Putin warned over ‘barbaric’ invasion as UK and Japan reach historic agreement on trade | World | News

The Prime Minister welcomed Fumio Kishida to Number 10 on the Japanese leader’s first visit to London since taking office. They agreed a reciprocal access agreement that will lead to close military cooperation including joint exercises in the Indo-Pacific region.

Mr Johnson said allies in Europe and east Asia had to be unified in the face of “autocratic, coercive powers”. 

He was understood to be referring to Russia, China and North Korea.

Mr Johnson said the world has observed the “strong stance” the Japanese government has taken “against the Russian aggression in Ukraine”.

He added: “We in the UK recognise that our security in Europe is indivisible from the security, our collective security, in the Asia-Pacific, in the Indo-Pacific region.

“And there is direct read across from the actions of autocratic, coercive powers in Europe, to what may happen in east Asia.

“And that’s why we want to work more closely together.

“And today I’m so glad that we’ve agreed the reciprocal access agreement between our armed services.”

Mr Kishida’s visit was marked with a guard of honour and an RAF flypast over Horse Guards Parade in central London.

Before holding talks in No 10 on Thursday, the two leaders stood on a dais as they witnessed a Voyager and two Typhoon fighter jets soar over St James’ Park and the parade ground.

Mr Kishida was then invited in Japanese by the captain of the Nijmegen Company, Grenadier Guards, to inspect the troops.

After the spectacle, Mr Johnson and Mr Kishida headed to Downing Street where the British leader announced that a military accord has been struck.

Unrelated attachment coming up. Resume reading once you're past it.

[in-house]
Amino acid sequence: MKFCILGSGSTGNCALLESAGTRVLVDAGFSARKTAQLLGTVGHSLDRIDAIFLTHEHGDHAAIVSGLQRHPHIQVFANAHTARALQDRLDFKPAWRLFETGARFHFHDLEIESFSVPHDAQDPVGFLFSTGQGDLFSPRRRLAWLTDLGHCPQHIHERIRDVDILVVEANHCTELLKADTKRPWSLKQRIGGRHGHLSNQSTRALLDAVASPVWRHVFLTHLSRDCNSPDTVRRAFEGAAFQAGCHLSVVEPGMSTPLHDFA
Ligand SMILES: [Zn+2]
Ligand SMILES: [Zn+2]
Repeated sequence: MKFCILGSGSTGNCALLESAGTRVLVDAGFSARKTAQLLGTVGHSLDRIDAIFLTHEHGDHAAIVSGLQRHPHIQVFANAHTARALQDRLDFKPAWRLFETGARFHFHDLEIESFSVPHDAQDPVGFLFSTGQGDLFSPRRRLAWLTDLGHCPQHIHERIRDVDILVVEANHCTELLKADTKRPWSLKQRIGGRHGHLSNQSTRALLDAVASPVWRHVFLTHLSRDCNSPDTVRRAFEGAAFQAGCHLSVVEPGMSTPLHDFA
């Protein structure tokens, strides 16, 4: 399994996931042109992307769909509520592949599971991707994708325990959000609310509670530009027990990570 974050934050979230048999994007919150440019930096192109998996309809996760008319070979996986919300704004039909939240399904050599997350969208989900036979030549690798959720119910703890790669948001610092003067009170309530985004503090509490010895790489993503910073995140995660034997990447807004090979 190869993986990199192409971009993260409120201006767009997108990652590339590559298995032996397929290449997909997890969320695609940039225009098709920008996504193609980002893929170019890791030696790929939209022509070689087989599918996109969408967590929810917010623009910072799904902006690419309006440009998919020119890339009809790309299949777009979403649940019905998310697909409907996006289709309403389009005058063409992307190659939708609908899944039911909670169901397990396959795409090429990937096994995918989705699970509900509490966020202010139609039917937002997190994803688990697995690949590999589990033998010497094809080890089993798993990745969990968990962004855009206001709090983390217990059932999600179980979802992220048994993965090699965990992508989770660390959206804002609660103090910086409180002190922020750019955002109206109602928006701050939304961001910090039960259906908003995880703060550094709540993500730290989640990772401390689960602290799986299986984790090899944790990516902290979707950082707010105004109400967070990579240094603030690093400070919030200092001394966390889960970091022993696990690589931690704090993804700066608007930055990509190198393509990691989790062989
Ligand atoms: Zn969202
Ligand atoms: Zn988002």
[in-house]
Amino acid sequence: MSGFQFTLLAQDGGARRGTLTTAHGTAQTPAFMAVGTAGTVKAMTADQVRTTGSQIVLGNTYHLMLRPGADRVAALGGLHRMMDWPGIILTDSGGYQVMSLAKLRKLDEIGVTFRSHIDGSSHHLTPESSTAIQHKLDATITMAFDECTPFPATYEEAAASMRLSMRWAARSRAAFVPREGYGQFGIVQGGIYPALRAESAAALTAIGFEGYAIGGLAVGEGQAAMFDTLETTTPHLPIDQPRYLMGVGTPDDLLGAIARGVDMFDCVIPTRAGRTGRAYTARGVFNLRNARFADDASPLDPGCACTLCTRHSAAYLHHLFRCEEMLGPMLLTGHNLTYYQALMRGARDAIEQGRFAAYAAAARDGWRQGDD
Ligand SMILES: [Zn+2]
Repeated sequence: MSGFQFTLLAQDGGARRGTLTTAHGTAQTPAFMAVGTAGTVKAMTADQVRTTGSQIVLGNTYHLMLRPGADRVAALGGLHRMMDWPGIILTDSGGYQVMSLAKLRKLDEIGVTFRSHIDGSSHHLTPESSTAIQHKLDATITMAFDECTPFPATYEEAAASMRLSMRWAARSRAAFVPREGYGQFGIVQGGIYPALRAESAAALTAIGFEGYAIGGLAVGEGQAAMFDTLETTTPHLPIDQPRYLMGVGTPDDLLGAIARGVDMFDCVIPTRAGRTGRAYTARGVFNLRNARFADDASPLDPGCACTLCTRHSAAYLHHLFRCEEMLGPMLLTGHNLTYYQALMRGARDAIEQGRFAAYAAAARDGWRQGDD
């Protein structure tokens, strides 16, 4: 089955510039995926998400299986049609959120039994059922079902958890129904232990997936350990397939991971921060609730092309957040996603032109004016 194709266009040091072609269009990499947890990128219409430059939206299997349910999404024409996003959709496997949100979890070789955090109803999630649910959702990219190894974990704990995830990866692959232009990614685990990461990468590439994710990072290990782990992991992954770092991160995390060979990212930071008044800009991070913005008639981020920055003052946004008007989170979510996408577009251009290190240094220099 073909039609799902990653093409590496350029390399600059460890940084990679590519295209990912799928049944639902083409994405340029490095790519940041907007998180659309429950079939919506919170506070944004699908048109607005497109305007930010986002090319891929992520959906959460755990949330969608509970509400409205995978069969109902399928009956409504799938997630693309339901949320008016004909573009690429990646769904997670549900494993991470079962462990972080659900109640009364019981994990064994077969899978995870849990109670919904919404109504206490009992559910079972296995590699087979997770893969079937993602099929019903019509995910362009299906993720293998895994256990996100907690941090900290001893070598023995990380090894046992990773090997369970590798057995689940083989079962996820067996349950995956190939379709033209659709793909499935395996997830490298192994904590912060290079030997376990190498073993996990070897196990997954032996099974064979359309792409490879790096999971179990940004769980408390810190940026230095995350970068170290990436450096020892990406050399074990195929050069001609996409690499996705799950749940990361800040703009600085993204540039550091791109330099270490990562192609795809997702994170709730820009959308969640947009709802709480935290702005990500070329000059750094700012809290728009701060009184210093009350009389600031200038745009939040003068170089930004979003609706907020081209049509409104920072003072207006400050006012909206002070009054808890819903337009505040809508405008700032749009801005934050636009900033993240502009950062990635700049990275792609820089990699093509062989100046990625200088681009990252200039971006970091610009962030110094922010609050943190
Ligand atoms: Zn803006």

Downing Street officials said the cooperation agreement will boost the UK’s commitment to the Indo-Pacific and further safeguard global peace and security, and build on the already close collaboration on defence and security technology between both nations.

To boost UK-Japanese trade, Mr Johnson confirmed that former Cabinet minister Greg Clark, Tory MP for Tunbridge Wells, will be the UK’s new trade envoy to Japan.

The Japanese premier, speaking with a translator, thanked Mr Johnson for the “warm welcome”, noting that he had made time despite local elections taking place in the UK.

He told the Prime Minister he looks forward to a “very fruitful discussion” on the London-Tokyo bilateral relationship, as well as on Ukraine and global affairs.

Following their talks, a Downing Street spokeswoman said: “Both leaders agreed that Russia’s barbaric invasion marked the end of the post-Cold War period and had major implications for wider international stability.

“Security in the Euro-Atlantic and Indo-Pacific regions was indivisible, they agreed, and the G7 leaders said democracies around the world needed to stand in unity against authoritarian regimes.

“Discussing the recent ballistic missile launch by North Korea, the Prime Minister condemned the provocative actions and said the UK stood shoulder-to-shoulder with Japan and our Indo-Pacific allies.

“The Prime Minister praised the new in principle Reciprocal Access Agreement, an idea that was first raised between the leaders when they were foreign ministers, and said it was yet another symbol of the deepening relationship between the UK and Japan.

“On the UK’s Future Combat Air System (FCAS), both leaders agreed the UK and Japan were making significant progress, and the Prime Minister welcomed Prime Minister Kishida’s view that the project could become the cornerstone of the UK-Japan bilateral relationship.”

The spokeswoman added: “The leaders also agreed to deepen their research and innovation ties to develop cutting edge technologies of the future.

“The Prime Minister added that he hoped the two countries should continue to use their technology prowess and investment to develop more renewables to support energy security across the world.”

In a speech to City of London bosses at the Guildhall last night, the Japanese prime minister said: “History has proven that Great Britain has prospered through its connections with the world. Today, for Great Britain, that means above all being a major centre of international finance, with the City at its heart.

“This resonates with Japan, which is also a maritime nation.”

Source link